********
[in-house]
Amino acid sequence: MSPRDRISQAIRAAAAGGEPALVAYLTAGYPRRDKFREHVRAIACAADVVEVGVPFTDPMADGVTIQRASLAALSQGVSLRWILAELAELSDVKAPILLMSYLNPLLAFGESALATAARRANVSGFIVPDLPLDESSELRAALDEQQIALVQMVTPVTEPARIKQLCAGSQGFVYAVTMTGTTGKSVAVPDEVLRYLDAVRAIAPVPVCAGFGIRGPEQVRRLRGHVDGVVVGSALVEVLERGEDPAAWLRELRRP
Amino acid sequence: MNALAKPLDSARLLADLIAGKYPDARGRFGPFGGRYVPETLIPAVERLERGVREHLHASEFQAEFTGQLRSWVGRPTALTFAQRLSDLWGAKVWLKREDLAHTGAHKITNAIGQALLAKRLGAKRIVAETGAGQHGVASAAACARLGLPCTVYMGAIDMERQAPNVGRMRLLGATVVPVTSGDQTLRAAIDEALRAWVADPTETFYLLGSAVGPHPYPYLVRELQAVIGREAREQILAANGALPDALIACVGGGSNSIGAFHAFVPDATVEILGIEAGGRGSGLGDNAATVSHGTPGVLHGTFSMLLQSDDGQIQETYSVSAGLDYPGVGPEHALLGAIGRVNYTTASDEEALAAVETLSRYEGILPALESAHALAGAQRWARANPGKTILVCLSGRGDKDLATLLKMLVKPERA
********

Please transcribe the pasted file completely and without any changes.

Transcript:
[in-house]
Amino acid sequence: MSPRDRISQAIRAAAAGGEPALVAYLTAGYPRRDKFREHVRAIACAADVVEVGVPFTDPMADGVTIQRASLAALSQGVSLRWILAELAELSDVKAPILLMSYLNPLLAFGESALATAARRANVSGFIVPDLPLDESSELRAALDEQQIALVQMVTPVTEPARIKQLCAGSQGFVYAVTMTGTTGKSVAVPDEVLRYLDAVRAIAPVPVCAGFGIRGPEQVRRLRGHVDGVVVGSALVEVLERGEDPAAWLRELRRP
Amino acid sequence: MNALAKPLDSARLLADLIAGKYPDARGRFGPFGGRYVPETLIPAVERLERGVREHLHASEFQAEFTGQLRSWVGRPTALTFAQRLSDLWGAKVWLKREDLAHTGAHKITNAIGQALLAKRLGAKRIVAETGAGQHGVASAAACARLGLPCTVYMGAIDMERQAPNVGRMRLLGATVVPVTSGDQTLRAAIDEALRAWVADPTETFYLLGSAVGPHPYPYLVRELQAVIGREAREQILAANGALPDALIACVGGGSNSIGAFHAFVPDATVEILGIEAGGRGSGLGDNAATVSHGTPGVLHGTFSMLLQSDDGQIQETYSVSAGLDYPGVGPEHALLGAIGRVNYTTASDEEALAAVETLSRYEGILPALESAHALAGAQRWARANPGKTILVCLSGRGDKDLATLLKMLVKPERA